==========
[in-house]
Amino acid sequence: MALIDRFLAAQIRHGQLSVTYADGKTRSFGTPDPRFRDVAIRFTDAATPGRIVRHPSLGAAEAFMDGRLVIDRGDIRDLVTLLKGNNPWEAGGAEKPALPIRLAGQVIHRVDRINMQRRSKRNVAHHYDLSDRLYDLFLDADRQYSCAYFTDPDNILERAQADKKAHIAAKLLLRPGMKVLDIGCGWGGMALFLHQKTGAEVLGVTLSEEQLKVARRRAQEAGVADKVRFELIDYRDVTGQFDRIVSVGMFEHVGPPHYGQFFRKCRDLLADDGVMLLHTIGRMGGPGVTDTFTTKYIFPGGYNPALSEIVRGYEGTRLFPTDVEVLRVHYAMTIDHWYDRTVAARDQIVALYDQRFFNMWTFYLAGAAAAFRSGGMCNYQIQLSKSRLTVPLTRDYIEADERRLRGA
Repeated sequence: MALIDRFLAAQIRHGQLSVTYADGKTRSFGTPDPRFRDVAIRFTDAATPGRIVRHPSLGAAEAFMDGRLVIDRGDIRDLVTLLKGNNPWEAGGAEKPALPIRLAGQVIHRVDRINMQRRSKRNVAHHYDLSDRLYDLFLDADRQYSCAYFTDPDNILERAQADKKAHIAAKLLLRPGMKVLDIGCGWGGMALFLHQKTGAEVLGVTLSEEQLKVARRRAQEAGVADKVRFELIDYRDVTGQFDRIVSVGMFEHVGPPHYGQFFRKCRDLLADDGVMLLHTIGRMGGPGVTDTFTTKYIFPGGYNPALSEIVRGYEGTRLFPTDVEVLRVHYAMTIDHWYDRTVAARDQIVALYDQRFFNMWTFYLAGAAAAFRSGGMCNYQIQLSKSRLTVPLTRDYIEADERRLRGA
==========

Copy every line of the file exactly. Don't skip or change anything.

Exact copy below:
[in-house]
Amino acid sequence: MALIDRFLAAQIRHGQLSVTYADGKTRSFGTPDPRFRDVAIRFTDAATPGRIVRHPSLGAAEAFMDGRLVIDRGDIRDLVTLLKGNNPWEAGGAEKPALPIRLAGQVIHRVDRINMQRRSKRNVAHHYDLSDRLYDLFLDADRQYSCAYFTDPDNILERAQADKKAHIAAKLLLRPGMKVLDIGCGWGGMALFLHQKTGAEVLGVTLSEEQLKVARRRAQEAGVADKVRFELIDYRDVTGQFDRIVSVGMFEHVGPPHYGQFFRKCRDLLADDGVMLLHTIGRMGGPGVTDTFTTKYIFPGGYNPALSEIVRGYEGTRLFPTDVEVLRVHYAMTIDHWYDRTVAARDQIVALYDQRFFNMWTFYLAGAAAAFRSGGMCNYQIQLSKSRLTVPLTRDYIEADERRLRGA
Repeated sequence: MALIDRFLAAQIRHGQLSVTYADGKTRSFGTPDPRFRDVAIRFTDAATPGRIVRHPSLGAAEAFMDGRLVIDRGDIRDLVTLLKGNNPWEAGGAEKPALPIRLAGQVIHRVDRINMQRRSKRNVAHHYDLSDRLYDLFLDADRQYSCAYFTDPDNILERAQADKKAHIAAKLLLRPGMKVLDIGCGWGGMALFLHQKTGAEVLGVTLSEEQLKVARRRAQEAGVADKVRFELIDYRDVTGQFDRIVSVGMFEHVGPPHYGQFFRKCRDLLADDGVMLLHTIGRMGGPGVTDTFTTKYIFPGGYNPALSEIVRGYEGTRLFPTDVEVLRVHYAMTIDHWYDRTVAARDQIVALYDQRFFNMWTFYLAGAAAAFRSGGMCNYQIQLSKSRLTVPLTRDYIEADERRLRGA